A village is a settlement lying in size between a hamlet and a town. Size will vary by era and culture, but in general a village will be large enough to support some activity beyond primary industry (agriculture, fishing or mining depending on context) - if it wasn't at least that big, then the place is a hamlet, but if non-primary activities are becoming predominate, you're probably in a town. The English tradition was "a church and a pub" … but there was usually more to it than that.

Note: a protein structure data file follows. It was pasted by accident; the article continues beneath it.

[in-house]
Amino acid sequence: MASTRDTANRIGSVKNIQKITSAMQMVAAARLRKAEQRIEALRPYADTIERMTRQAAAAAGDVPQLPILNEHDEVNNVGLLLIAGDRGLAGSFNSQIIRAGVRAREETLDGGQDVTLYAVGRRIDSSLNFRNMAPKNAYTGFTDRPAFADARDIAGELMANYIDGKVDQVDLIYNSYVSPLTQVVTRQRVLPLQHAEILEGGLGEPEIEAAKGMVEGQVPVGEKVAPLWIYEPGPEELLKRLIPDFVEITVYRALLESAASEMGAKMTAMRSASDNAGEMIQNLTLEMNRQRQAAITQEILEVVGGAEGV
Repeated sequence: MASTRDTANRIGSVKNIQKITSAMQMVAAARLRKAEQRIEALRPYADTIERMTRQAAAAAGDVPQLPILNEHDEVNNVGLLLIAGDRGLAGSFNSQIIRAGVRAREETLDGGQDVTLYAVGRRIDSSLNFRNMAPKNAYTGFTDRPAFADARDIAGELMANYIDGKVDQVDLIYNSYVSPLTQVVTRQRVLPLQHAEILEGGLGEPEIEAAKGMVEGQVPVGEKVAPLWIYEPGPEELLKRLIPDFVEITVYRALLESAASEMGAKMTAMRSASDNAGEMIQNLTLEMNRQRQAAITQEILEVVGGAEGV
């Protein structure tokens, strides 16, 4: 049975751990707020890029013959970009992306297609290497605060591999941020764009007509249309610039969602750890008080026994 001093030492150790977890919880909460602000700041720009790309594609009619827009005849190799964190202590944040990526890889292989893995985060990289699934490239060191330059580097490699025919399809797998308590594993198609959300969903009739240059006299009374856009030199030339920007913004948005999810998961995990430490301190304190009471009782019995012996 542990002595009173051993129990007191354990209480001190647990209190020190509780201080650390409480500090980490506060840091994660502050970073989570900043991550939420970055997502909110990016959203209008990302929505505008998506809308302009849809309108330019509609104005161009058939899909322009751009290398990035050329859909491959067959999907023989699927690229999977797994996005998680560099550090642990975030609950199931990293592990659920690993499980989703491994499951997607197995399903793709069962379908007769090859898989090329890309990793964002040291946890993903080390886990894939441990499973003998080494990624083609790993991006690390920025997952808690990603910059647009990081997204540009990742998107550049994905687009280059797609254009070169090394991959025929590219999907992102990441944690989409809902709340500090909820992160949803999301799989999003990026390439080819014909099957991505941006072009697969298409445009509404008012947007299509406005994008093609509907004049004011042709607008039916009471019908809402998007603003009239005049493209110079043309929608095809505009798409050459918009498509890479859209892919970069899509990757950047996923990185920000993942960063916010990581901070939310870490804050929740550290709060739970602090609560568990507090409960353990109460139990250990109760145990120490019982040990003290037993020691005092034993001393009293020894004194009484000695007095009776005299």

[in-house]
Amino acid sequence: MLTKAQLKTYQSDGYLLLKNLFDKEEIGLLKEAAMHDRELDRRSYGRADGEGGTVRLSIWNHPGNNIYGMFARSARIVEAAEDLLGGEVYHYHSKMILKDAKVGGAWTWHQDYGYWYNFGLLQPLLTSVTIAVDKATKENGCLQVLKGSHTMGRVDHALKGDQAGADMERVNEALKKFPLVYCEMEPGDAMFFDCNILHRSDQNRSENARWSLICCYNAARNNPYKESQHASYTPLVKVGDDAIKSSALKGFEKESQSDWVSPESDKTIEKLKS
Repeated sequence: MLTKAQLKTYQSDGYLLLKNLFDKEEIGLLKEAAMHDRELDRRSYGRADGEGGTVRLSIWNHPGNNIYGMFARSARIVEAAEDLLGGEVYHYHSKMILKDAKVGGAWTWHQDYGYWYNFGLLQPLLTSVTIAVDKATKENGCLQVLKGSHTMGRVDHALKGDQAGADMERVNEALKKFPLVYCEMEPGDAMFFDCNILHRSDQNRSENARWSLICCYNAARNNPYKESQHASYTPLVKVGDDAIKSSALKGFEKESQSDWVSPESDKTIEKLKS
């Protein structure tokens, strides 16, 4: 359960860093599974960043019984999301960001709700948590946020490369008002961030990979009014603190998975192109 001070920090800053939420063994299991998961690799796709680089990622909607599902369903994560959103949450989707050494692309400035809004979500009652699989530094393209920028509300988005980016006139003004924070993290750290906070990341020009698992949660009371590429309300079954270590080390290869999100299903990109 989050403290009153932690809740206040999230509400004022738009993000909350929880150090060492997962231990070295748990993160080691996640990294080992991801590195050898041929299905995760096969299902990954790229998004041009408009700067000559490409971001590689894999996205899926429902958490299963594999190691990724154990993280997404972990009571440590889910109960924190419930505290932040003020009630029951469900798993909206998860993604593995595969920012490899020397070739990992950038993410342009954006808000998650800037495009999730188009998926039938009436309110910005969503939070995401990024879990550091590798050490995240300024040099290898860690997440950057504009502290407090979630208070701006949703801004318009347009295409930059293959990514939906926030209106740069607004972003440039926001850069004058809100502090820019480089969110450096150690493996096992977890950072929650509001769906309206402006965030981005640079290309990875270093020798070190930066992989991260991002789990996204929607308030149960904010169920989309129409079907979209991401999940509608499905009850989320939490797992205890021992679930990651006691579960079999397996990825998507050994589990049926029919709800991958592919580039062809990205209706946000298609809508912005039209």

Villages normally don't possess as much local government or other, similar structure as a town - although they often have some formal structures. In England most villages are the center of a civil parish (if rural) and therefore fall under the jurisdiction of their parish council. Other nations have their own arrangements.
The term 'village' is also sometimes used for a neighbourhood within a city that has its own, distinct identity - this is most common in the US. In Europe, if a city contains a village, it may very well be that it was once an actual village that was swallowed by the expansion of the city boundary. Note that many settlements in the US which are known as small towns would probably considered a village (at most) in Europe.